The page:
A human physiology study that will keep the crew busy many days of their mission is Ocular Health. Its full name is Prospective Observational Study of Ocular Health in ISS Crews. The Prospective Observational Study of Ocular Health in ISS Crews (Ocular Health) protocol aims to systematically gather physiological data to characterize the Risk of Microgravity-Induced Visual Impairment/Intracranial Pressure on crewmembers assigned to a 6 month ISS increment,” the NASA experiment overview said.
It is known that some (not all) astronauts in orbit experience changes in visual acuity (visual clarity) and intraocular pressure as a result of fluid shifts within the body as it is subjected to microgravity. About 20% is astronauts flying to ISS have reported these kinds of changes. Test subjects will undergo pre-flight, flight and post-flight testing of their eyes using a variety of techniques.
Near and far visual acuity will be tested for each eye independently using a Snellen chart and Amsler grid testing. Also, intraocular and blood pressure measurements are part of the study as well as ocular ultrasounds to identify changes in globe morphology, fundoscopy to detect retinal changes, threshold visual field testing to assess central and peripheral vision changes, contrast sensitivity changes as a measure of visual function, and vascular compliance calculations. In-flight measures will be taken on Flight Days 10, 30, 60, 90, and 120 as well as 30 days prior to return.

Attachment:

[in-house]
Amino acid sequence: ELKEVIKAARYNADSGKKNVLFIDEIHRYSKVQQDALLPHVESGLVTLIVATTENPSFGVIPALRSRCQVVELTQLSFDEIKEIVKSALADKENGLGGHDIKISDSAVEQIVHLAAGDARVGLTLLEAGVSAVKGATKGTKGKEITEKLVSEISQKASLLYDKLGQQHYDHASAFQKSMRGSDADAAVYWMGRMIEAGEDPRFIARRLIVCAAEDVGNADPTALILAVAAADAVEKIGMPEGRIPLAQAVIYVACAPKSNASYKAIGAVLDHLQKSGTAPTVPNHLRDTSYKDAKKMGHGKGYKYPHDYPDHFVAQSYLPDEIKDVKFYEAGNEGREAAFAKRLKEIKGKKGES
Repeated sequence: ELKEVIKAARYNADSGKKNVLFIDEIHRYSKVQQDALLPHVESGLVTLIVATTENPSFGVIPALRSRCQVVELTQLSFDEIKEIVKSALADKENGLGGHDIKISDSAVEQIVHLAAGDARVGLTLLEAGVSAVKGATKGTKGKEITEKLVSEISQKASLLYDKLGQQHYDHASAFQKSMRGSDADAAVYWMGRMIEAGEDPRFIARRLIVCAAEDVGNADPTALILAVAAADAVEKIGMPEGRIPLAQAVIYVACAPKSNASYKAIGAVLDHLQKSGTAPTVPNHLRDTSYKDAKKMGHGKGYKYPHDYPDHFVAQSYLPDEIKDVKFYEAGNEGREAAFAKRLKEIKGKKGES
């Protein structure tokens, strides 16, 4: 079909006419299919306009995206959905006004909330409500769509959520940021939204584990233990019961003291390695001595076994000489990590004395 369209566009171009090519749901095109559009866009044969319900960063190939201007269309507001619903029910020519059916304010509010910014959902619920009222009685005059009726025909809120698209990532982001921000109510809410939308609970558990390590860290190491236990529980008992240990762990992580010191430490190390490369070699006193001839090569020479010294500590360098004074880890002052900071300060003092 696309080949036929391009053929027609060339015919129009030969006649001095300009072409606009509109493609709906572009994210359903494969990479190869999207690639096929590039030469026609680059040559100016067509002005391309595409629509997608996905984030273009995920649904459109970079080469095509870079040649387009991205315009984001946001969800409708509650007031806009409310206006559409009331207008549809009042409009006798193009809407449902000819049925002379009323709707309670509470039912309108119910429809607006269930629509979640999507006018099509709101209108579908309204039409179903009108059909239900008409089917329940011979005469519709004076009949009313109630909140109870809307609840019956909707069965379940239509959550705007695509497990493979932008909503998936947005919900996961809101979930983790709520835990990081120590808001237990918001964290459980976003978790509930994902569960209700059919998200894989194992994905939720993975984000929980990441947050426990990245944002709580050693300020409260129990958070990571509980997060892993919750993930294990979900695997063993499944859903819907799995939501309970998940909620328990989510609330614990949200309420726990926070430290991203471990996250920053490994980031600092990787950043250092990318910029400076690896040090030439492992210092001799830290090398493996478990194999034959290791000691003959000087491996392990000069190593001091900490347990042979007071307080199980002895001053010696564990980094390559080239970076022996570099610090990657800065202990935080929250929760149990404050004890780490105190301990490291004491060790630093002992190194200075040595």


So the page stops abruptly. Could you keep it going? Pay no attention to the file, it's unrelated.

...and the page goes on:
Pre- and post-flight examinations include refraction testing, pupil reflex testing, extraocular muscle balance and function checks, CT and MRI scans and split lamp biochemistry and high resolution retinal photography.
“The purpose of this study is to collect evidence to characterize the risk and define the visual changes and central nervous system (CNS) changes observed during a six month exposure to microgravity including postflight time course for recovery to baseline. This study will gather information that can be used to assess the risk of Microgravity-Induced Visual Impairment/Intracranial Pressure (VIIP) and guide future research needs,” the experiment overview notes.